Nothing like more than half a foot of rain in a few hours to stir up appreciation for something as mundane as a stormwater drain.
Watch the rain pour relentlessly hour after hour, as much of the Tampa Bay area did this weekend, and suddenly you start thinking about things like culvert pipes.
For some folks in the Shore Acres area of St. Petersburg, the relentless rains Saturday offered a chance to see what more than $380,000 in flood control measures can do.
"It's done well," said Brian Goldsmith, a Bayou Grand Boulevard resident who for most of the past year contended with road work by his home. "It has improved the situation when there's a rainstorm, coupled with an average or low tide."
Goldsmith doubts how effective the improvements would be handling storms that cause storm surges. While raising that stretch of the Bayou Grand by 6 inches helped his section of Shore Acres, much of the rest of the neighborhood faced roads more accessible to canoes than cars.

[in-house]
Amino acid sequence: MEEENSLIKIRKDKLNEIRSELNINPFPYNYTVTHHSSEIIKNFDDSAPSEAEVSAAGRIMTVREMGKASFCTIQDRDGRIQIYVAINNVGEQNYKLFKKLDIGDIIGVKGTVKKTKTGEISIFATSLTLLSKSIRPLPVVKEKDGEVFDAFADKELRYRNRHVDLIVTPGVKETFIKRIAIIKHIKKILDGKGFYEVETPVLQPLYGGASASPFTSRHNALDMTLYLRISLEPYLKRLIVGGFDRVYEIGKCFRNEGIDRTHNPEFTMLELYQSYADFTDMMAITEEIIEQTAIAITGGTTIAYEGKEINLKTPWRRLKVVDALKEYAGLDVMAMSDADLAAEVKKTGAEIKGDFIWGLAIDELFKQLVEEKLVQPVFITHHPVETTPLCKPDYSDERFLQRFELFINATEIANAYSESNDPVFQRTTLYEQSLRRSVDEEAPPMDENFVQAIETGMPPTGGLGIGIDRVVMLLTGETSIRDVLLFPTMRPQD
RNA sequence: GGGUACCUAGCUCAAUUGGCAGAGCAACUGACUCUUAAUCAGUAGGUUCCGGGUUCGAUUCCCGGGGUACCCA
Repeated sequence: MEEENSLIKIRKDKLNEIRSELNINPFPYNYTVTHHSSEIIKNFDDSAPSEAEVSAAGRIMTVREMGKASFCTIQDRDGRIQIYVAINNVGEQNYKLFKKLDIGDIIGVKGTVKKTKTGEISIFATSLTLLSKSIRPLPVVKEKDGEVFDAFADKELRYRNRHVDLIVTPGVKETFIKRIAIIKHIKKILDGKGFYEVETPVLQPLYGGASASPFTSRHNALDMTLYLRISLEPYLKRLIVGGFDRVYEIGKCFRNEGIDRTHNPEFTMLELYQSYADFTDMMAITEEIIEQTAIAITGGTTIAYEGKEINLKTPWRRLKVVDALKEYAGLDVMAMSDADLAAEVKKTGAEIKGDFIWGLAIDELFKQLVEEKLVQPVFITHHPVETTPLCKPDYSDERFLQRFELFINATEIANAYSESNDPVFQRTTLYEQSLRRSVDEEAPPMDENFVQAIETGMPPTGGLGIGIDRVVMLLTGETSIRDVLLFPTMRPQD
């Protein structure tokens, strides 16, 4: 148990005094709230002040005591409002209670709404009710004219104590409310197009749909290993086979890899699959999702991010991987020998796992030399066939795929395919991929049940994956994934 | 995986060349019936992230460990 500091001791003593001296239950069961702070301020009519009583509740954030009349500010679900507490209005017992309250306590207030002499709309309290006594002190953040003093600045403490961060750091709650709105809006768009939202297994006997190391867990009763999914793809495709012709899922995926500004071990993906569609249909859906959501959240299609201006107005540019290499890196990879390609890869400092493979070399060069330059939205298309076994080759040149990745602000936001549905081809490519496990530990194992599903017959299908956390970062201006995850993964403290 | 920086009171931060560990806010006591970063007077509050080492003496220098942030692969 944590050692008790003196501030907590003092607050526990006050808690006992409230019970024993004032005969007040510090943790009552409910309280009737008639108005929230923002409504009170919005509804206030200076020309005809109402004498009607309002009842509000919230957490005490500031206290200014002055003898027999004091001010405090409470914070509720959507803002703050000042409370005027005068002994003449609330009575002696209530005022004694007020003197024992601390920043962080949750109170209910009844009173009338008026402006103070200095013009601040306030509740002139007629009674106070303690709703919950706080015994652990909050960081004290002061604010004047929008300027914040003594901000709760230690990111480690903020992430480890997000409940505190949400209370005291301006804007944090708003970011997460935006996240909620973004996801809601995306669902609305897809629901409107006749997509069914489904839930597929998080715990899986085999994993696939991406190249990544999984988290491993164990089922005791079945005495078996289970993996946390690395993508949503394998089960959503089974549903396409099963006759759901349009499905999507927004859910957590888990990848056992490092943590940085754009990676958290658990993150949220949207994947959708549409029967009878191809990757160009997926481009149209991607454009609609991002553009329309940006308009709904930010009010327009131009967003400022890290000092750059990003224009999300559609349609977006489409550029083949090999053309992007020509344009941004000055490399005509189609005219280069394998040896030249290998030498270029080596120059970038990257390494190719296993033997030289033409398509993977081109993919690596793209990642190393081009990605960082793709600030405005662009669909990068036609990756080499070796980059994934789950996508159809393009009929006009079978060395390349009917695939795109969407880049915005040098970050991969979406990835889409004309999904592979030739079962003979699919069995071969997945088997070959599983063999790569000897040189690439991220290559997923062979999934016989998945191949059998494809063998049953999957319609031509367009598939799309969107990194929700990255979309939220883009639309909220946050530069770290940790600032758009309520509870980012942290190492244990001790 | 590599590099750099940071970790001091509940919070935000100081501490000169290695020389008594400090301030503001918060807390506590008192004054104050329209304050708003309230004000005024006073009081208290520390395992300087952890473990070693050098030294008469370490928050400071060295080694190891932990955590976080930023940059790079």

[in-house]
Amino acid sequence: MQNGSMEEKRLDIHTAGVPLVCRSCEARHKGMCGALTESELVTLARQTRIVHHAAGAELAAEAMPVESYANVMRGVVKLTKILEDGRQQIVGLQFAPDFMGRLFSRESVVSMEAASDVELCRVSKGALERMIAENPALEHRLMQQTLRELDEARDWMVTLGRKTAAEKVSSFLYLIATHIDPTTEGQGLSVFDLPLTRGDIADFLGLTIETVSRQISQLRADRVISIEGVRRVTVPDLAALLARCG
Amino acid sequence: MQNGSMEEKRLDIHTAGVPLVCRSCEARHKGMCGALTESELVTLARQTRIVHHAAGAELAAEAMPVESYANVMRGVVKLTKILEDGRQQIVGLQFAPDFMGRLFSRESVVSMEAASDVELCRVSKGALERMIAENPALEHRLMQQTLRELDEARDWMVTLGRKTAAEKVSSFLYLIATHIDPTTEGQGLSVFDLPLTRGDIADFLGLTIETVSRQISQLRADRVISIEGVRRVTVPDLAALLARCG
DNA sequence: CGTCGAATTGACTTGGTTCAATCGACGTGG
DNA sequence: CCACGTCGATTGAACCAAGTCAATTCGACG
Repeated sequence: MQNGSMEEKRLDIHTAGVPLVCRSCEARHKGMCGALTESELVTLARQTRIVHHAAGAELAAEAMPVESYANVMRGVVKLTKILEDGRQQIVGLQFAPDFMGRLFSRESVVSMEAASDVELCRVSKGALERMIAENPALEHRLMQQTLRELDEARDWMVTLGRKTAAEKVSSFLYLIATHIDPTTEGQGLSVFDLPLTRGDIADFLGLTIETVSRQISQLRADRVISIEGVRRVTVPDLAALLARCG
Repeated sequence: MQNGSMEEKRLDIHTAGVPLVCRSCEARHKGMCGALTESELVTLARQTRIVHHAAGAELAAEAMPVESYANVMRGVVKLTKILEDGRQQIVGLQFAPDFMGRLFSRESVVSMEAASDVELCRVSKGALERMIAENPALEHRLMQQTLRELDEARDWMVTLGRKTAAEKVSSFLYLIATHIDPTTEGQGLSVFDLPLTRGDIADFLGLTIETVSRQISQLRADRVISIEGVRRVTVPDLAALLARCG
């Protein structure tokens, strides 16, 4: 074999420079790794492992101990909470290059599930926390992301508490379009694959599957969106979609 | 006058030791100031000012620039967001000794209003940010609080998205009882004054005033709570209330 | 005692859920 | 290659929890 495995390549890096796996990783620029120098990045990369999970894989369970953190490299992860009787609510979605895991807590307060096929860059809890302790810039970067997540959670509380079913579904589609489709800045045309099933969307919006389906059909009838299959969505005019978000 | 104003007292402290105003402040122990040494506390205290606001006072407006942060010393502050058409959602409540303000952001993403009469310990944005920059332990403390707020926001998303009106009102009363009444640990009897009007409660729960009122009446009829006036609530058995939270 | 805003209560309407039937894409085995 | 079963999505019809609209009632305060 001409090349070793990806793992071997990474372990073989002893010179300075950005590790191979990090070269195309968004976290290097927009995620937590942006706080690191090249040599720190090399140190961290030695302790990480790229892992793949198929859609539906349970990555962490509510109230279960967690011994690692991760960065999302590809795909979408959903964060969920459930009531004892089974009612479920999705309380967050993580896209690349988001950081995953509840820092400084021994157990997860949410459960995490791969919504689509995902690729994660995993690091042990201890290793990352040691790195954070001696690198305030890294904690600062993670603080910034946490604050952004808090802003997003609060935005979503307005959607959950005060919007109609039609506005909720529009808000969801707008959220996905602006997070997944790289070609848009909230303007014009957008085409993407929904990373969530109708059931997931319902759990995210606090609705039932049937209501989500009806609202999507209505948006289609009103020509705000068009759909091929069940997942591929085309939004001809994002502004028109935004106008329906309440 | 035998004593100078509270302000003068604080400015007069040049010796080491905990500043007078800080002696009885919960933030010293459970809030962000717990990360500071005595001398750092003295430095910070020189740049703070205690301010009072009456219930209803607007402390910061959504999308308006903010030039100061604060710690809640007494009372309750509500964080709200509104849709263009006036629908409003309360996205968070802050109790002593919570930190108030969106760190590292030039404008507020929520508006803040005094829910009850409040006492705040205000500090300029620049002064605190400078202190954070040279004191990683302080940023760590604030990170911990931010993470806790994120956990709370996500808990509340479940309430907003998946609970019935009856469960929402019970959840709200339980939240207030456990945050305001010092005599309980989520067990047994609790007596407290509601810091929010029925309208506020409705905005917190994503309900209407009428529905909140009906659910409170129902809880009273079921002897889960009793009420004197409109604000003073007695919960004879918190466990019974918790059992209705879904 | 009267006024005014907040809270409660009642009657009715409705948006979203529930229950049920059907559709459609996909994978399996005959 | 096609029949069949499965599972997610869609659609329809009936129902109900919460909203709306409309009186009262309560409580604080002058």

"I had to try several different approaches to get to my house," Goldsmith said.
St. Petersburg's engineering department received 95 flood-related complaints, but Public Works Administrator George Webb said he knew of only one house in southern St. Petersburg that experienced flooding.
On Beach Drive, though, a number of merchants found themselves drying out sopping carpet as water seeped in from behind their stores.
"Let's just say it was highly inconvenient," Jane Molloy of Johnston of Florida said of the roughly 2 inches of water that ran into the clothing store. "We hiked up everything real high so we wouldn't lose anything."
Webb said the the city on average received about 6.5 inches of rain Saturday.
In Pinellas Park, the driest areas received that much. Public Works Administrator Jerry Halstead said one rain gauge in Pinellas Park, at 80th Avenue N west of 49th Street, received 11 inches between 5:30 a.m. and 2:30 p.m.
"When you get 11 inches of rainfall, I'd say overall, we did pretty well," said Halstead.
Some houses were flooded and some streets were impassable, particularly in the area south of 70th Avenue N and east of 49th Street. But Halstead pointed to several sections of the low-lying city that had recently undergone extensive drainage improvements and fared relatively well.
The Harmony Heights area between 52nd and 66th streets, for instance, received $1.83-million in stormwater improvements in 1993, and Halstead said the work made a real difference. Similarly, an 82nd Avenue N widening project includes $1.9-million in drainage improvements, and Halstead said problems there were limited to minor street flooding.